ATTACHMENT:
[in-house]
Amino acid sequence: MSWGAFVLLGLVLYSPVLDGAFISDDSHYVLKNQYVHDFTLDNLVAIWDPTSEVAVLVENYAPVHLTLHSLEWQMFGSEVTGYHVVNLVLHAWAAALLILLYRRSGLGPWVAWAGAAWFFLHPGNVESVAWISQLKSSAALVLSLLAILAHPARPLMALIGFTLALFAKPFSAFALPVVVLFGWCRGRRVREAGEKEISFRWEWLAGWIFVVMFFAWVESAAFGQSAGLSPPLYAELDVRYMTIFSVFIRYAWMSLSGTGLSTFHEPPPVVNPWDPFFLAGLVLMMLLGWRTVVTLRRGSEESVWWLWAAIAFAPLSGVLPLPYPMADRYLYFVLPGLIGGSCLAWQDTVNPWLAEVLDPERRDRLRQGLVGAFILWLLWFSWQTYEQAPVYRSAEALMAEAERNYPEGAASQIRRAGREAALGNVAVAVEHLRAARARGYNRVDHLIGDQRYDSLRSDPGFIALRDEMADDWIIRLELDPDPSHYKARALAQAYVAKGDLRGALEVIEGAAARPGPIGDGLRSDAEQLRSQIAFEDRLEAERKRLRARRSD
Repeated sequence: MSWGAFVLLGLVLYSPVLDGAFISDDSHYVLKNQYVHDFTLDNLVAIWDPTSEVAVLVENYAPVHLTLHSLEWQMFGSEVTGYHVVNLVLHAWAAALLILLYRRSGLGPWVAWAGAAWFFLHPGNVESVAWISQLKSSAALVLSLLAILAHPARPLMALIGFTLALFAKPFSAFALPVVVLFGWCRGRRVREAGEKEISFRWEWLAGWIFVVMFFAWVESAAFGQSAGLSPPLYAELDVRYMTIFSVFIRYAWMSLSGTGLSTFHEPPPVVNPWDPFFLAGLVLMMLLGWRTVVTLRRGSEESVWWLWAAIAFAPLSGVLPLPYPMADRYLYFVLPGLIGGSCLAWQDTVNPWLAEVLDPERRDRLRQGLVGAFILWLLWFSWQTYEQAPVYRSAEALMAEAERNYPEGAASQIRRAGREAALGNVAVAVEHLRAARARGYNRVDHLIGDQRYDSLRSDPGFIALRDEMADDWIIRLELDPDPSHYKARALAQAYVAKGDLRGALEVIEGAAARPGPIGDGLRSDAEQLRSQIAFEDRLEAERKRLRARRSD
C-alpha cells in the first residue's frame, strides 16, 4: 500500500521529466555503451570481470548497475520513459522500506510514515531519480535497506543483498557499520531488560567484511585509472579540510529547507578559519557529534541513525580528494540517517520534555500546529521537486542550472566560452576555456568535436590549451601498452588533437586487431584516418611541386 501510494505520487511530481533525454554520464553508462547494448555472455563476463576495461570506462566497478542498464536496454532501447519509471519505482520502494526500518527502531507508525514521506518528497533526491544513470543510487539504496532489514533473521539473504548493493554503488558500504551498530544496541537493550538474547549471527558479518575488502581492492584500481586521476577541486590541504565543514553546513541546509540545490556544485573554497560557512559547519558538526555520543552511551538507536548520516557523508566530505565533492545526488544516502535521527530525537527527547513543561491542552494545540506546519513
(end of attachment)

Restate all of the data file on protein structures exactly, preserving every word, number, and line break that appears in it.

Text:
[in-house]
Amino acid sequence: MSWGAFVLLGLVLYSPVLDGAFISDDSHYVLKNQYVHDFTLDNLVAIWDPTSEVAVLVENYAPVHLTLHSLEWQMFGSEVTGYHVVNLVLHAWAAALLILLYRRSGLGPWVAWAGAAWFFLHPGNVESVAWISQLKSSAALVLSLLAILAHPARPLMALIGFTLALFAKPFSAFALPVVVLFGWCRGRRVREAGEKEISFRWEWLAGWIFVVMFFAWVESAAFGQSAGLSPPLYAELDVRYMTIFSVFIRYAWMSLSGTGLSTFHEPPPVVNPWDPFFLAGLVLMMLLGWRTVVTLRRGSEESVWWLWAAIAFAPLSGVLPLPYPMADRYLYFVLPGLIGGSCLAWQDTVNPWLAEVLDPERRDRLRQGLVGAFILWLLWFSWQTYEQAPVYRSAEALMAEAERNYPEGAASQIRRAGREAALGNVAVAVEHLRAARARGYNRVDHLIGDQRYDSLRSDPGFIALRDEMADDWIIRLELDPDPSHYKARALAQAYVAKGDLRGALEVIEGAAARPGPIGDGLRSDAEQLRSQIAFEDRLEAERKRLRARRSD
Repeated sequence: MSWGAFVLLGLVLYSPVLDGAFISDDSHYVLKNQYVHDFTLDNLVAIWDPTSEVAVLVENYAPVHLTLHSLEWQMFGSEVTGYHVVNLVLHAWAAALLILLYRRSGLGPWVAWAGAAWFFLHPGNVESVAWISQLKSSAALVLSLLAILAHPARPLMALIGFTLALFAKPFSAFALPVVVLFGWCRGRRVREAGEKEISFRWEWLAGWIFVVMFFAWVESAAFGQSAGLSPPLYAELDVRYMTIFSVFIRYAWMSLSGTGLSTFHEPPPVVNPWDPFFLAGLVLMMLLGWRTVVTLRRGSEESVWWLWAAIAFAPLSGVLPLPYPMADRYLYFVLPGLIGGSCLAWQDTVNPWLAEVLDPERRDRLRQGLVGAFILWLLWFSWQTYEQAPVYRSAEALMAEAERNYPEGAASQIRRAGREAALGNVAVAVEHLRAARARGYNRVDHLIGDQRYDSLRSDPGFIALRDEMADDWIIRLELDPDPSHYKARALAQAYVAKGDLRGALEVIEGAAARPGPIGDGLRSDAEQLRSQIAFEDRLEAERKRLRARRSD
C-alpha cells in the first residue's frame, strides 16, 4: 500500500521529466555503451570481470548497475520513459522500506510514515531519480535497506543483498557499520531488560567484511585509472579540510529547507578559519557529534541513525580528494540517517520534555500546529521537486542550472566560452576555456568535436590549451601498452588533437586487431584516418611541386 501510494505520487511530481533525454554520464553508462547494448555472455563476463576495461570506462566497478542498464536496454532501447519509471519505482520502494526500518527502531507508525514521506518528497533526491544513470543510487539504496532489514533473521539473504548493493554503488558500504551498530544496541537493550538474547549471527558479518575488502581492492584500481586521476577541486590541504565543514553546513541546509540545490556544485573554497560557512559547519558538526555520543552511551538507536548520516557523508566530505565533492545526488544516502535521527530525537527527547513543561491542552494545540506546519513